What is Succession Planning?

Succession planning is the process of proactively transferring knowledge, skills and competencies across people within an organisation to prevent the risks associated with absence and staff turnover (such as skill shortages, inexperience and/or incompetence). It is also an essential process for any organisation that needs to minimise the impact of unforeseen staff turnover.

A successful and proactive succession planning strategy will mitigate the risk and impact of people leaving your organisation. This ensures that your organisation will continue to perform optimally in the event of planned or unplanned absence, staff turnover, or organisational restructure.

To ensure you identify and mitigate the risk of staff turnover whether planned or unplanned in a controlled way, whilst ensuring you have the right people deployed in the right roles based on capability. This is especially important with key roles and critical skills. An effective succession planning process will identify these roles in a proactive way and develop suitable strategies.

Effective succession planning will proactively identify the risks and provide a framework to review and manage this risk. By periodically reviewing your key roles and critical skills, you will be able to plan and coordinate solutions to reduce the impact of staff churn.

Objectivity based on data and evidence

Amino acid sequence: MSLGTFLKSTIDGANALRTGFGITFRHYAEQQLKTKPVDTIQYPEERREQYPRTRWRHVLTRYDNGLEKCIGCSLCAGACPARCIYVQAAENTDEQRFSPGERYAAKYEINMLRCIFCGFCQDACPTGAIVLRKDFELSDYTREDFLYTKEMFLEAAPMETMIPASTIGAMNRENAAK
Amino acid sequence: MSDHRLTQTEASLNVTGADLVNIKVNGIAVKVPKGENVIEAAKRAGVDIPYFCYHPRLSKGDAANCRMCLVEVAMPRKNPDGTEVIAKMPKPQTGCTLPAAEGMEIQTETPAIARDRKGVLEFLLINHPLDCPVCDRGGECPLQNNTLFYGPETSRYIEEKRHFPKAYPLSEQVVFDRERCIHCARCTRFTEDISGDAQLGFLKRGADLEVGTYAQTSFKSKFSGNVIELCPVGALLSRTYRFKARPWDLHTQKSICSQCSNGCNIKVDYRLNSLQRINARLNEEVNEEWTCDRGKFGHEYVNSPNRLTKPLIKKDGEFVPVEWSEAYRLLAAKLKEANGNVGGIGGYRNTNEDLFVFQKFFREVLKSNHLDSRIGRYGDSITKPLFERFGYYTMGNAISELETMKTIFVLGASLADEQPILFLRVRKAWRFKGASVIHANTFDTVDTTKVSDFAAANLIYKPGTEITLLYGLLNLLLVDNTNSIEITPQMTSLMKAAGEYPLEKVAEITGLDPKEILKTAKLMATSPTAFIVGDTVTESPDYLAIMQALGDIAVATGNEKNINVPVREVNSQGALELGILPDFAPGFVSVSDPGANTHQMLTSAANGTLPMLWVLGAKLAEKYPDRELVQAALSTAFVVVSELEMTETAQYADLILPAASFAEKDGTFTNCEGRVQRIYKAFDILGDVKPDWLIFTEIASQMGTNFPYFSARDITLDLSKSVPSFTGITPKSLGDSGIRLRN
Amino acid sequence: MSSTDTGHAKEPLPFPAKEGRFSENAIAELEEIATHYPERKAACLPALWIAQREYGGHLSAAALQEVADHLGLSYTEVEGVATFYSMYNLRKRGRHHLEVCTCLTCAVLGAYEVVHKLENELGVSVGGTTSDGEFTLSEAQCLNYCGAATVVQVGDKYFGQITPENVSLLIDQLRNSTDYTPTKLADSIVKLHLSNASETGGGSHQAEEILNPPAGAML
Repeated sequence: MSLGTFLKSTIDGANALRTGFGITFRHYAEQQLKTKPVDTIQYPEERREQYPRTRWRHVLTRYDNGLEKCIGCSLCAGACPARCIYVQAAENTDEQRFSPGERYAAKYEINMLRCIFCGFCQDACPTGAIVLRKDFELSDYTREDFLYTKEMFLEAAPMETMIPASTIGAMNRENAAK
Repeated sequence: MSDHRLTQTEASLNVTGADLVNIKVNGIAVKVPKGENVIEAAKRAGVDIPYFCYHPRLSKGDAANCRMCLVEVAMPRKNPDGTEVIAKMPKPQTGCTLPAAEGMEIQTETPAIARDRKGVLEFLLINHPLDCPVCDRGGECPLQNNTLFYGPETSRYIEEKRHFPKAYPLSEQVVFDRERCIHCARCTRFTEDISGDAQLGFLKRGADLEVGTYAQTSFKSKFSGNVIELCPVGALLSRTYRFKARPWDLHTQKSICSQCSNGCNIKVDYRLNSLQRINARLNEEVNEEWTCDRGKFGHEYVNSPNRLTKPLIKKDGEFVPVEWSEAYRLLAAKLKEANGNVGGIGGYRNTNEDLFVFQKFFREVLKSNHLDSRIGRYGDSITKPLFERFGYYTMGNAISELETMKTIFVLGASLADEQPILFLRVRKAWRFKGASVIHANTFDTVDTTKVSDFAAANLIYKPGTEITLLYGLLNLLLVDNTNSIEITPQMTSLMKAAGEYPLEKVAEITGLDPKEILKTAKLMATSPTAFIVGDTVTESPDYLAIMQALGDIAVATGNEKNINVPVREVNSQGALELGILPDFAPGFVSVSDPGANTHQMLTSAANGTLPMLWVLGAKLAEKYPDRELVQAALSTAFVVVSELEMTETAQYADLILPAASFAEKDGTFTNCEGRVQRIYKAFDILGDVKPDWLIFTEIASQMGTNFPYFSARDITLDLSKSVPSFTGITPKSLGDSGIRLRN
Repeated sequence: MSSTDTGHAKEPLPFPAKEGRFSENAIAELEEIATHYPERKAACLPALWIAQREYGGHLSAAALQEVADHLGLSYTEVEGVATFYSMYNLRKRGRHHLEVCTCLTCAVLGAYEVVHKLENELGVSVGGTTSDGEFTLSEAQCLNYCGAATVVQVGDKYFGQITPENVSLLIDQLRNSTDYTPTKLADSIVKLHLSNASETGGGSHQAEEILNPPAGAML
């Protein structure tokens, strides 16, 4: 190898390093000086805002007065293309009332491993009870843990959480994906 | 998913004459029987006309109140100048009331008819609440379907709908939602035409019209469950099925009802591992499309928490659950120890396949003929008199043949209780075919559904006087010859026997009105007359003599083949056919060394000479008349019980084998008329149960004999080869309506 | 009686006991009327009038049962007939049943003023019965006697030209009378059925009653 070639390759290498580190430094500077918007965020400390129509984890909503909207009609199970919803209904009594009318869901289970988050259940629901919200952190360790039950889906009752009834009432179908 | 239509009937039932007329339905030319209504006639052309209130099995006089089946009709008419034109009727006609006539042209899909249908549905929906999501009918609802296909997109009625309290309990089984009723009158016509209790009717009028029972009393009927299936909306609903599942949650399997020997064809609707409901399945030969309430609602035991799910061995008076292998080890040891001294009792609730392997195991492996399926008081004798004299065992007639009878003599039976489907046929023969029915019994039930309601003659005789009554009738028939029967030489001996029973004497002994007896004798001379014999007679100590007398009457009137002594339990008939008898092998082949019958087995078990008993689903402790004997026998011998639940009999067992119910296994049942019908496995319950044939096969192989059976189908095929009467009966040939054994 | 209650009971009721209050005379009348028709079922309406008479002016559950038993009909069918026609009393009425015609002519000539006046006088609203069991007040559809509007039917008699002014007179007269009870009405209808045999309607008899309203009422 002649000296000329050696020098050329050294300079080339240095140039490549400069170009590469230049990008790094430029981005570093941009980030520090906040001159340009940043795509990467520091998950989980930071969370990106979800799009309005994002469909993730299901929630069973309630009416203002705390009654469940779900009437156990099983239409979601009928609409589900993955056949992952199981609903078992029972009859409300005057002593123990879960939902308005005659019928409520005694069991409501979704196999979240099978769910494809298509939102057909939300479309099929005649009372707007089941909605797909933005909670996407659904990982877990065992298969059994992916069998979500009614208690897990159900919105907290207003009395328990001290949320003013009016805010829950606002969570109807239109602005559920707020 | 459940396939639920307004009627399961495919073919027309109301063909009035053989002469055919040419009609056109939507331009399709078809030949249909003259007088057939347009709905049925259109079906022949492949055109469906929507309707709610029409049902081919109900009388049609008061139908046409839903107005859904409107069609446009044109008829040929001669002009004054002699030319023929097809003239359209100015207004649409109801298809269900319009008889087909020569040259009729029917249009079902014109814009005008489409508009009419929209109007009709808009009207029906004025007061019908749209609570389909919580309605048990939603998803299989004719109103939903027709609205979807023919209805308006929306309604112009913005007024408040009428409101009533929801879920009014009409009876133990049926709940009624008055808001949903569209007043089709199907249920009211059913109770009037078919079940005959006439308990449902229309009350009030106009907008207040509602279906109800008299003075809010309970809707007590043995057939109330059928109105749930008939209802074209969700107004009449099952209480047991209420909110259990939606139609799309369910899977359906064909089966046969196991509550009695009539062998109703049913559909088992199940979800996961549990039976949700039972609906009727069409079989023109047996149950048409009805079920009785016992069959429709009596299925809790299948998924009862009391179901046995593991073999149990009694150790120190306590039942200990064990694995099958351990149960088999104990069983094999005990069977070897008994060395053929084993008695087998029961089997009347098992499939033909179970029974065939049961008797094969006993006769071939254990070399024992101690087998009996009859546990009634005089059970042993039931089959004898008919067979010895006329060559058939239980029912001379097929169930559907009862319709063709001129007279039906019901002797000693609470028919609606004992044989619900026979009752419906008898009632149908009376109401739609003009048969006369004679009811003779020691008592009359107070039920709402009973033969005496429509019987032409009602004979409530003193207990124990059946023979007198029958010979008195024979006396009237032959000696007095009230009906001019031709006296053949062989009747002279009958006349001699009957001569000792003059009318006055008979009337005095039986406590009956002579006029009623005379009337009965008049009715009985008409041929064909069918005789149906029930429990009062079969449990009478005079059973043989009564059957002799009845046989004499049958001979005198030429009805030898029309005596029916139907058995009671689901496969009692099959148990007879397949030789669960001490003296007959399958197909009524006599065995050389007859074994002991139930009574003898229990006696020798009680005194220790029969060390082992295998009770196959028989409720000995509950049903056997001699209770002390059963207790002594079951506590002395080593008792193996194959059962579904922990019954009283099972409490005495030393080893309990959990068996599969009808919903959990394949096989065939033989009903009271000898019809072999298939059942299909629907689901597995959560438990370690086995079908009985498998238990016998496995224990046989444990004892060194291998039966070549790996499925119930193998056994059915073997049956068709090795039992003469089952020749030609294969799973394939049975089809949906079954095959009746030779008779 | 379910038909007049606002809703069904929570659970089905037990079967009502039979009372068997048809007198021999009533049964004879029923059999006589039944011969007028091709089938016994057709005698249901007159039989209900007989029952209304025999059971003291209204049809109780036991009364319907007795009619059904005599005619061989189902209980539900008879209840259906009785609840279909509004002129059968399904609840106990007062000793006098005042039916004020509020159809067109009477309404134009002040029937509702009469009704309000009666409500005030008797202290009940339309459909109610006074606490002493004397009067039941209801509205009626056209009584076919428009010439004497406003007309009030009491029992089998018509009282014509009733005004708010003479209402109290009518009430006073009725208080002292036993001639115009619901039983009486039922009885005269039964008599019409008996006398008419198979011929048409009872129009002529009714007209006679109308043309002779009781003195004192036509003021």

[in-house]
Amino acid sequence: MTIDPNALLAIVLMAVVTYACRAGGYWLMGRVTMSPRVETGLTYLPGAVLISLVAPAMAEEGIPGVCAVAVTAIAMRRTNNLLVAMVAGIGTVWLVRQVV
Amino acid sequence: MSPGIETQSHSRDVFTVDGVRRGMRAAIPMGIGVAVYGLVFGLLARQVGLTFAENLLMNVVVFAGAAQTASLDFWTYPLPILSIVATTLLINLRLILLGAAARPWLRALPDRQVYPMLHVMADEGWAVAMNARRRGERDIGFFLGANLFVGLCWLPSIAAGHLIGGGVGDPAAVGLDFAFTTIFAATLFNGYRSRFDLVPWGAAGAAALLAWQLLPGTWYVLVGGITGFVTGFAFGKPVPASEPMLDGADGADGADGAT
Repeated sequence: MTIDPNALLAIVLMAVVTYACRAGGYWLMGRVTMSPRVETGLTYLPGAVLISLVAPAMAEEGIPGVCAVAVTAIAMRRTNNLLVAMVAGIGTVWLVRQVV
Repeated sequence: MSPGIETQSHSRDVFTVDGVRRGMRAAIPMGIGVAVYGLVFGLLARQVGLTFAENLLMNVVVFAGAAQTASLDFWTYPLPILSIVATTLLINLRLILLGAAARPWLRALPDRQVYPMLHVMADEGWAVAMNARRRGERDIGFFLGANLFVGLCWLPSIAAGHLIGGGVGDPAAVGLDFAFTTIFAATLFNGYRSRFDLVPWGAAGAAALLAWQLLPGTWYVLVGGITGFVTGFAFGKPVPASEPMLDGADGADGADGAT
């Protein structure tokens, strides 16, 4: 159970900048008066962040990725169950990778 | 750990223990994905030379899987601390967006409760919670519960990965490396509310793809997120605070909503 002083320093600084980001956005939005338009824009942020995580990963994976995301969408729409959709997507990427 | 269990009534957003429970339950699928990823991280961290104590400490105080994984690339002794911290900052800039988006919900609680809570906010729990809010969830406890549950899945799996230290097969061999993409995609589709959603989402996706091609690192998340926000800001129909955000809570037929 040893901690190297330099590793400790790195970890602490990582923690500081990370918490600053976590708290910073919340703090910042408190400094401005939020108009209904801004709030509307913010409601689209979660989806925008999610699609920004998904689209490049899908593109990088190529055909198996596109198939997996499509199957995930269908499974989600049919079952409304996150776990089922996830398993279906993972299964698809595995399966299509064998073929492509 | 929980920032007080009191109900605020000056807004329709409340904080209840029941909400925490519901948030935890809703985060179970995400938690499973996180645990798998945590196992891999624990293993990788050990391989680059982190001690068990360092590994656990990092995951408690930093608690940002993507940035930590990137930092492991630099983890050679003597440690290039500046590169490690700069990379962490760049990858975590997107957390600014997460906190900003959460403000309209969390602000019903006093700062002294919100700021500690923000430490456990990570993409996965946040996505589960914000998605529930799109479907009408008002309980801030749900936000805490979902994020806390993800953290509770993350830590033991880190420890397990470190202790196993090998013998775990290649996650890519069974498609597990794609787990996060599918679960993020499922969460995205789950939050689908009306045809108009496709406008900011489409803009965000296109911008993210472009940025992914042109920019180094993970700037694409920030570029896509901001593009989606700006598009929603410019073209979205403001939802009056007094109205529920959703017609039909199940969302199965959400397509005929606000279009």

Objectivity is key and should reduce (or even better, entirely remove) what is typically a subjective process. This will ensure that your identification and selection is based on evidence of capability. It is important to keep personalities, relationships, favourites and length of service out of this process. It should be focused on identifying the right person for the role, or identifying a person/pool of people who could be developed in preparation for key roles and positions.

Your Competency Framework should help inform this process and not only focus on technical skills, but define the knowledge, skills and competencies for every aspect of a role including values, behaviours and cultural alignment.

Knowledge Transfer

Your succession plans should account for knowledge transfer and the development of the those being earmarked as successors (or future leaders). It takes time to up-skill and develop your talent pool, and so a proactive approach is encouraged. This has been further compounded by the removal of the retirement age in the UK, and people living longer lives has introduced more uncertainty into this important aspect of organisational management and contingency planning.

It's not just focusing on seniority

Be careful not to focus only on seniority with your succession planning. Quite often there may be single-point failures who are technical experts, who can be overlooked, but whose knowledge, skills and experience are critical. Understanding and being able to identify this will allow you to develop a plan & approach to mitigate any risk. This might include the adoption of apprenticeship programmes, undergraduate and graduate recruitment, and development programmes.

At Think Eleven can provide expertise and guidance to review and develop a more optimised succession planning process. We have experience across a variety of sectors and sizes of organisations, and believe in developing a fit-for-purpose solution and process. We will act as a critical friend and challenge your thinking and assumptions where we believe it will add value. If you’ve, “…always done it his way”, then we’re likely to challenge that and look for continuous improvement in everything we provide.

The output of our discussion will be translated into improved processes and systems.

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